We provide online therapy as part of our range of mental health services, allowing you to talk to a mental health provider and take part in private therapy sessions from your home.

Other Options for Improving Anxiety

In addition to using medication and taking part in therapy, making changes to your daily life can often reduce the severity of anxiety. You may want to consider:

  • Using relaxation techniques to deal with stressful, anxiety-inducing moments

  • Practicing mindfulness and adding mindfulness meditation to your daily routine

  • Reducing your consumption of caffeine and other substances that worsen anxiety

  • Letting your close friends and family members know how they can help

  • Taking part in a local support group or online support group

Our guide to calming anxiety shares other techniques and lifestyle changes you can use to manage your anxiety symptoms and improve your mental well-being.

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St. John’s wort is a popular dietary supplement often recommended as a natural treatment and form of alternative therapy for mild-to-moderate depression.

Although St. John’s wort is occasionally promoted as a natural treatment for anxiety, the current evidence doesn’t suggest that it’s very effective. 

Since St. John’s wort can cause adverse effects and interactions, it’s important to talk to your healthcare provider before considering it as an alternative medicine for anxiety, especially if you currently take any type of medication.

It’s also important to seek professional help if you think you have an anxiety disorder or a related mental health issue, such as generalized anxiety or obsessive-compulsive disorder (OCD).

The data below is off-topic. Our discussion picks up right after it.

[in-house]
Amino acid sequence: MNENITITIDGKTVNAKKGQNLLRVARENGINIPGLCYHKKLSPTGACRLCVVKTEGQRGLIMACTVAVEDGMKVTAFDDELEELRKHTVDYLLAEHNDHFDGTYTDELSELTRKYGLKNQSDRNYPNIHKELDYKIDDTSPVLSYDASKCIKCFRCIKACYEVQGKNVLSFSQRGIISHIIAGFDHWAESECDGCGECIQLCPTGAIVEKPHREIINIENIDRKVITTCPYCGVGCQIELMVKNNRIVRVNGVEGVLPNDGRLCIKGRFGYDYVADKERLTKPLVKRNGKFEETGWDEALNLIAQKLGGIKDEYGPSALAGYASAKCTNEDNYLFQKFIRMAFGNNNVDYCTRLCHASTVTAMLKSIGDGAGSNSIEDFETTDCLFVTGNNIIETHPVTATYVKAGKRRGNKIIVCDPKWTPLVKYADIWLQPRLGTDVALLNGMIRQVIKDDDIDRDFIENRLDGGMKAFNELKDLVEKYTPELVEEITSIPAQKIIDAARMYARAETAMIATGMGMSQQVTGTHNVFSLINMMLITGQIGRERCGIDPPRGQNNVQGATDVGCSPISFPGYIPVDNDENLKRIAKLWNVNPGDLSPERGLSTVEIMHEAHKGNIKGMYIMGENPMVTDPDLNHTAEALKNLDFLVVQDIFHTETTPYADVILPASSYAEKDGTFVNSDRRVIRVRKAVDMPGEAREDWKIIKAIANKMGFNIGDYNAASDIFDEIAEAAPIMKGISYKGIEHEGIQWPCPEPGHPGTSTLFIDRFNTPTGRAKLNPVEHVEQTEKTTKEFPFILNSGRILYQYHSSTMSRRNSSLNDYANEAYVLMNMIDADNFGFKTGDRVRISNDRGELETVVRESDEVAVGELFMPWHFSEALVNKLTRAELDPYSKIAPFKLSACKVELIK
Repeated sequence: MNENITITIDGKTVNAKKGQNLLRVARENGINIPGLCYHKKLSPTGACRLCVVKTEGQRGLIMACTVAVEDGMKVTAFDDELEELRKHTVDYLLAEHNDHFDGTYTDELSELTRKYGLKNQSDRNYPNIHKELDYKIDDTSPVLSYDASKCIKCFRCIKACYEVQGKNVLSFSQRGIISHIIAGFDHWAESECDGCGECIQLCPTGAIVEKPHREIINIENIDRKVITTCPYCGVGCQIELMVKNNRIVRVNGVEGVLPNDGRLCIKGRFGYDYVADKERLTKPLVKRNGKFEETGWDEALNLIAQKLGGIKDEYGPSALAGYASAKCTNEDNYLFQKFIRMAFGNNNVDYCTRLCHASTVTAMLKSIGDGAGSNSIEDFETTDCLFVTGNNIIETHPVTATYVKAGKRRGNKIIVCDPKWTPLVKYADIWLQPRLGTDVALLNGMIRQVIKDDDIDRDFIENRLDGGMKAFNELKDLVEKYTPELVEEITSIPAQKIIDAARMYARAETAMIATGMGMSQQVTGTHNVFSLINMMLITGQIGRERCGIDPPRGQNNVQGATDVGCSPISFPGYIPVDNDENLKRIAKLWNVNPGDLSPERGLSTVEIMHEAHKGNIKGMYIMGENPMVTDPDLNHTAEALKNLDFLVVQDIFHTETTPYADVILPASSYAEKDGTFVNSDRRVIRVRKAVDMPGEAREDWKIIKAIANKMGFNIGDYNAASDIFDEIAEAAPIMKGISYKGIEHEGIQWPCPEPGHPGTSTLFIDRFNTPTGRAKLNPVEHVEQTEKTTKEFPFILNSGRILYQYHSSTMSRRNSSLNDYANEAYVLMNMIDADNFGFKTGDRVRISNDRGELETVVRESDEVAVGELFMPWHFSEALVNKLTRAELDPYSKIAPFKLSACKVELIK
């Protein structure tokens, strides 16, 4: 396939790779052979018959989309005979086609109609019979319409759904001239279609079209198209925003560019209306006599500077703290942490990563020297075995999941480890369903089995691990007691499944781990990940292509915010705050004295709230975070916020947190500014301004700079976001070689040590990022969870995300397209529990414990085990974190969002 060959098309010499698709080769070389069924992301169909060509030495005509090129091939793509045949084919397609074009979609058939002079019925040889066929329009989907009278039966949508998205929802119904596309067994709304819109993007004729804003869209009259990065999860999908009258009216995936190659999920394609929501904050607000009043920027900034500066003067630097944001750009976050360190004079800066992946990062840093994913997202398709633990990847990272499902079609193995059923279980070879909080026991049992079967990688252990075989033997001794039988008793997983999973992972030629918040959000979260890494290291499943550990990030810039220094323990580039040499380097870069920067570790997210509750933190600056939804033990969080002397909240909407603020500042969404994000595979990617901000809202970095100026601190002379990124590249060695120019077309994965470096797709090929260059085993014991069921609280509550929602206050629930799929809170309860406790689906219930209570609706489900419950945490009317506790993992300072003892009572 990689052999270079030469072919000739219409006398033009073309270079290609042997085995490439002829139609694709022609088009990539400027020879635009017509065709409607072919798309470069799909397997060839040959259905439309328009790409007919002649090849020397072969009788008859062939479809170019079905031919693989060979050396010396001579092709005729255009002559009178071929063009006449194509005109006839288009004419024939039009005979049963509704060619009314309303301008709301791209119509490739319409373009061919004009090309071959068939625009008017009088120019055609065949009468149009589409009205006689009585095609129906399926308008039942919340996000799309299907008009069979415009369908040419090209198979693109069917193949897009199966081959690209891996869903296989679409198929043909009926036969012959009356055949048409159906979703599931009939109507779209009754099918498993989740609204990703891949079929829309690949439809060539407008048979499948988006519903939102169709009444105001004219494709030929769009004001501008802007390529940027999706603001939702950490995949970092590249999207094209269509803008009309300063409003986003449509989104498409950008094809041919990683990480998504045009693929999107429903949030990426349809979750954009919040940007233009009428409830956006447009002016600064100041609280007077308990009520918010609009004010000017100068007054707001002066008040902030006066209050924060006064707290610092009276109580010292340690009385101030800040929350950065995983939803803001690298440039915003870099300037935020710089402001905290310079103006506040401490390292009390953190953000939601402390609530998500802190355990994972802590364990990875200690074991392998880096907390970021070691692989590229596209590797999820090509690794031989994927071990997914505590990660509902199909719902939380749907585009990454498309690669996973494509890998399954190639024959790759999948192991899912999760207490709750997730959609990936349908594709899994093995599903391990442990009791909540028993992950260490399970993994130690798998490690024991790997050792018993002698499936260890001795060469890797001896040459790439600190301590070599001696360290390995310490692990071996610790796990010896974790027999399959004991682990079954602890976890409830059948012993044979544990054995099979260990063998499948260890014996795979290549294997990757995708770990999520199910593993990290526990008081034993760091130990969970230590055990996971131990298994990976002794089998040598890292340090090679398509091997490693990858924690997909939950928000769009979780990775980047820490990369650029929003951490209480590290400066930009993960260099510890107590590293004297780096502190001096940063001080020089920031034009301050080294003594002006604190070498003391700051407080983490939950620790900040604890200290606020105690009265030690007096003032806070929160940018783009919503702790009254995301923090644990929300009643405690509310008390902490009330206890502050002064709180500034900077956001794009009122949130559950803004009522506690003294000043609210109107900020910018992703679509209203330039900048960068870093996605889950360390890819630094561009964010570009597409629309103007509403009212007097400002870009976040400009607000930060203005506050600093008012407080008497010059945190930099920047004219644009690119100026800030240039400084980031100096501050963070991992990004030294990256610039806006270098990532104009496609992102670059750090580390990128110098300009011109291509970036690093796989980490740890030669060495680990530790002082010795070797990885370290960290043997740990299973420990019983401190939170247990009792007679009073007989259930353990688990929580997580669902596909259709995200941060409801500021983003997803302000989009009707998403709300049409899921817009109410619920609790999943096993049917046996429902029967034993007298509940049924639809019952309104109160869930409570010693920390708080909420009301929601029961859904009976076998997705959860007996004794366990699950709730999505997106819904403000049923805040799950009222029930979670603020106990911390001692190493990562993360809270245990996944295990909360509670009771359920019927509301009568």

You can access help from home using our mental health services, which let you connect with a mental health provider in a private, personalized and supportive setting. 

You can also learn more about your options for treating anxiety, from medication and talk therapy to lifestyle changes and more, in our complete guide to anxiety disorder treatments. Get started today.

5 Sources

Hims & Hers has strict sourcing guidelines to ensure our content is accurate and current. We rely on peer-reviewed studies, academic research institutions, and medical associations. We strive to use primary sources and refrain from using tertiary references.

  1. Any Anxiety Disorder. (n.d.). Retrieved from
  2. St. John’s Wort. (2020, October). Retrieved from
  3. St. John's Wort and Depression: In Depth. (2017, December). Retrieved from
  4. Warren, M.B., Cowen, P.J. & Harmer, C.J. (2019, February). Subchronic treatment with St John's wort produces a positive shift in emotional processing in healthy volunteers. Journal of Psychopharmacology. 33 (2), 194-201. Retrieved from
  5. Anxiety Disorders. (2022, April). Retrieved from

This article is for informational purposes only and does not constitute medical advice. The information contained herein is not a substitute for and should never be relied upon for professional medical advice. Always talk to your doctor about the risks and benefits of any treatment. Learn more about our editorial standards here.

Jill Johnson, FNP

Dr. Jill Johnson is a board-certified Family Nurse Practitioner and board-certified in Aesthetic Medicine. She has clinical and leadership experience in emergency services, Family Practice, and Aesthetics.

Jill graduated with honors from Frontier Nursing University School of Midwifery and Family Practice, where she received a Master of Science in Nursing with a specialty in Family Nursing. She completed her doctoral degree at Case Western Reserve University

She is a member of Sigma Theta Tau Honor Society, the American Academy of Nurse Practitioners, the Emergency Nurses Association, and the Air & Surface Transport Nurses Association.

Jill is a national speaker on various topics involving critical care, emergency and air medical topics. She has authored and reviewed for numerous publications. You can find Jill on Linkedin for more information.